WASHINGTON — As Americans fire up their grills and welcome friends and family to their backyards for the unofficial start of Summer this weekend, one thing is certain: there will be hot dogs. A new survey commissioned by the National Hot Dog and Sausage Council (NHDSC) and The North American Meat Institute, a contractor to the Beef Checkoff, showed that 73 percent of Americans believe that a cookout is not complete without hot dogs. After all, hot dogs are an important part of American culture, summer celebrations, travel and grilling traditions. During the peak season from Memorial Day until Labor Day, Americans enjoy an estimated seven billion hot dogs.
There are, of course, many ways to cook a hot dog, but the survey showed that most Americans prefer their hot dogs straight off the grill. In fact, 75 percent say grilling is their favorite way to cook a hot dog, far exceeding other cooking methods such as over a campfire (9 percent), boiling (6 percent), steaming (3 percent), frying in a pan (2 percent), or microwaving (2 percent).
And to top them off? Mustard. According to the survey, 68 percent of Americans who eat hot dogs say they top their hot dogs with mustard, followed by ketchup (61 percent), onions (44 percent), relish (41 percent), chili (30 percent), cheese (29 percent), sauerkraut (20 percent), mayo (19 percent), bacon (14 percent), jalapenos (13 percent), and coleslaw (12 percent). While the mustard finding may not be a surprise to hot dog lovers in New York and Chicago, ketchup’s popularity was a big surprise, considering the Council’s rules of etiquette, which suggest that adults should put way the ketchup if they want to enjoy the ideal hot dog.
“As Americans kick off grilling season this weekend, it only makes sense that one of our country’s most iconic foods is front and center,” said National Hot Dog & Sausage Council (NHDSC) Hot Dog Top Dog Eric Mittenthal. “The people have spoken, and frankly, nothing else cuts the mustard.”
Multiple food industry reports demonstrate how Americans have affirmed their affinity for hot dogs during the global pandemic and beyond. In fact, from coast to coast over the past year, hot dog sales were up almost 20% during the pandemic and remained up 8.6% in April 2021 compared to April 2019.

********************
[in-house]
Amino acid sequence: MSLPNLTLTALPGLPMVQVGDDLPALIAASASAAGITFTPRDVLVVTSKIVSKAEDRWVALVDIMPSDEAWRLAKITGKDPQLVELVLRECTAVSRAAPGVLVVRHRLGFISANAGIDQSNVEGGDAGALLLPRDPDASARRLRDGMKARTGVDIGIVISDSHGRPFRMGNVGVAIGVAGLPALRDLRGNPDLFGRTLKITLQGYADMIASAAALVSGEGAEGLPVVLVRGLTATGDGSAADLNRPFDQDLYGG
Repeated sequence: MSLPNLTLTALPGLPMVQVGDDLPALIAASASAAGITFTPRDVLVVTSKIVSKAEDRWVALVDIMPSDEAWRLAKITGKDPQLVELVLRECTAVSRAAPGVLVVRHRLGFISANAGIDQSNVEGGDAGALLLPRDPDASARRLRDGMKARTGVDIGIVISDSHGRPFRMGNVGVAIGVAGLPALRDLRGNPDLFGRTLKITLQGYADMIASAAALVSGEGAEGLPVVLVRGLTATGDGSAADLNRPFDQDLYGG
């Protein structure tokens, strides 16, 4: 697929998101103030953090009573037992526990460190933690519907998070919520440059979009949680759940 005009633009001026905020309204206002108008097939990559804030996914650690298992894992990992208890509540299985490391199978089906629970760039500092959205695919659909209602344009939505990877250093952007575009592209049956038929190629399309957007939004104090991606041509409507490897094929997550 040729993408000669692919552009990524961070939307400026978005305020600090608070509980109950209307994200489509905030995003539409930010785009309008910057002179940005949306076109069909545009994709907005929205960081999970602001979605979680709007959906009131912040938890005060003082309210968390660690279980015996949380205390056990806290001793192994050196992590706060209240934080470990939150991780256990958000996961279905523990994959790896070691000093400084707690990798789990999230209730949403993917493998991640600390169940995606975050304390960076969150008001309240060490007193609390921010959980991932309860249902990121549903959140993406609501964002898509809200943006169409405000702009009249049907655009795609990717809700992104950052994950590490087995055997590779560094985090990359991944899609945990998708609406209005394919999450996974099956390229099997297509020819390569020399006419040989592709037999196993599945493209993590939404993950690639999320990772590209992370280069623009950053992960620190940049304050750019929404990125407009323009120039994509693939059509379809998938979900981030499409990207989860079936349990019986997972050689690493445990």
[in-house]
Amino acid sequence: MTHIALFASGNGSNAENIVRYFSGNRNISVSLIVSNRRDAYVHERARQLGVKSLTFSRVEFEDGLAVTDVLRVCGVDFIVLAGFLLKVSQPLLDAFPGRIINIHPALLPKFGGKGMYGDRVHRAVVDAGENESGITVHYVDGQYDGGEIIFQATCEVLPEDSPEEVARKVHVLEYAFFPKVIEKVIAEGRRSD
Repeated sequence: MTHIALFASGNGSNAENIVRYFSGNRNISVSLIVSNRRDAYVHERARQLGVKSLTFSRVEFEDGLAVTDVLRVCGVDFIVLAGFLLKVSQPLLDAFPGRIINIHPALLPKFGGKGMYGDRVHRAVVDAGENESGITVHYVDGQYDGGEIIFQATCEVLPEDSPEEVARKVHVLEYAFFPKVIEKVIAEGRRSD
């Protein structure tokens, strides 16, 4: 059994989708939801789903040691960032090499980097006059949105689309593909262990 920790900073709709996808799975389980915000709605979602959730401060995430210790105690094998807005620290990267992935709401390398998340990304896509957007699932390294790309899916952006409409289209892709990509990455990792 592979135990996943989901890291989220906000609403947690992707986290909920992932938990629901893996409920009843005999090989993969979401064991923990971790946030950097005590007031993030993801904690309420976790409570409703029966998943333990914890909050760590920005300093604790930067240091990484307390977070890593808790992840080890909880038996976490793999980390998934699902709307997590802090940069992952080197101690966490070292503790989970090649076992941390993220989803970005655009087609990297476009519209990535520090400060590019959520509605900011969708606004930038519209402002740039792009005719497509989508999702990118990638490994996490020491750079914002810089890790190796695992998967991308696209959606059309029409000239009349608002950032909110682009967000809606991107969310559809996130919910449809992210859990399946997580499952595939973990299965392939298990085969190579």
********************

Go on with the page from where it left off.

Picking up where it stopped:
Today there are hot dogs for everyone with millions of different possible hot dog and topping combinations that meet a broad spectrum of nutrition needs, tastes, budgets and personal preferences. Like other prepared meats, Americans can enjoy hot dogs as part of a healthy diet. A standard beef hot dog is 190 calories, offers 7 grams of protein and 20 percent of our Daily Value of Vitamin B12, a crucial nutrient for normal metabolism, brain development in children and mental clarity in adults.
The National Hot Dog and Sausage Council has many resources for summer hot dog lovers including a full guide to regional hot dog styles, a list of the hot dogs found at Major League ballparks and tips on hot dog etiquette. All the materials can be found at www.hot-dog.org and fans can also get hotdog news Facebook @NHDSC or on Instagram @HotDogCouncil.
Hungry for more? Visit BeBeefPrepared.com for research, resources, inspiration and information on hot dogs and other popular prepared meats.
About The Beef Checkoff:
The Beef Checkoff Program (www.beefboard.org) was established as part of the 1985 Farm Bill. The checkoff assesses $1 per head on the sale of live domestic and imported cattle, in addition to a comparable assessment on imported beef and beef products. In states with qualified beef councils, states may retain up to 50 cents of the dollar and forward the other 50 cents per head to the Cattlemen’s Beef Promotion and Research Board, which administers the national checkoff program, subject to USDA approval.
About the National Hot Dog and Sausage Council:
Established in 1994 by the American Meat Institute, the National Hot Dog and Sausage Council serves as an information resource to consumers and media on questions related to quality, safety, nutrition and preparation of hot dogs and sausages. The Council also celebrates hot dogs and sausages as iconic American foods.
The North American Meat Institute (NAMI), a contractor to the Beef Checkoff, is the leading voice for the meat and poultry industry. Formed from the 2015 merger of the American Meat Institute (AMI) and North American Meat Association (NAMA), the Institute has a rich, century-long history and provides essential member services including legislative, regulatory, scientific, international and public affairs representation. NAMI’s mission is to shape a public policy environment in which the meat and poultry industry can produce wholesome products safely, efficiently and profitably. Together, the Institute’s members produce the vast majority of U.S. beef, pork, lamb and poultry and the equipment, ingredients and services needed for the highest quality products.
“Internal links within this document are funded and maintained by the Beef Checkoff and Pork Checkoff. All other outgoing links are to websites maintained by third parties.”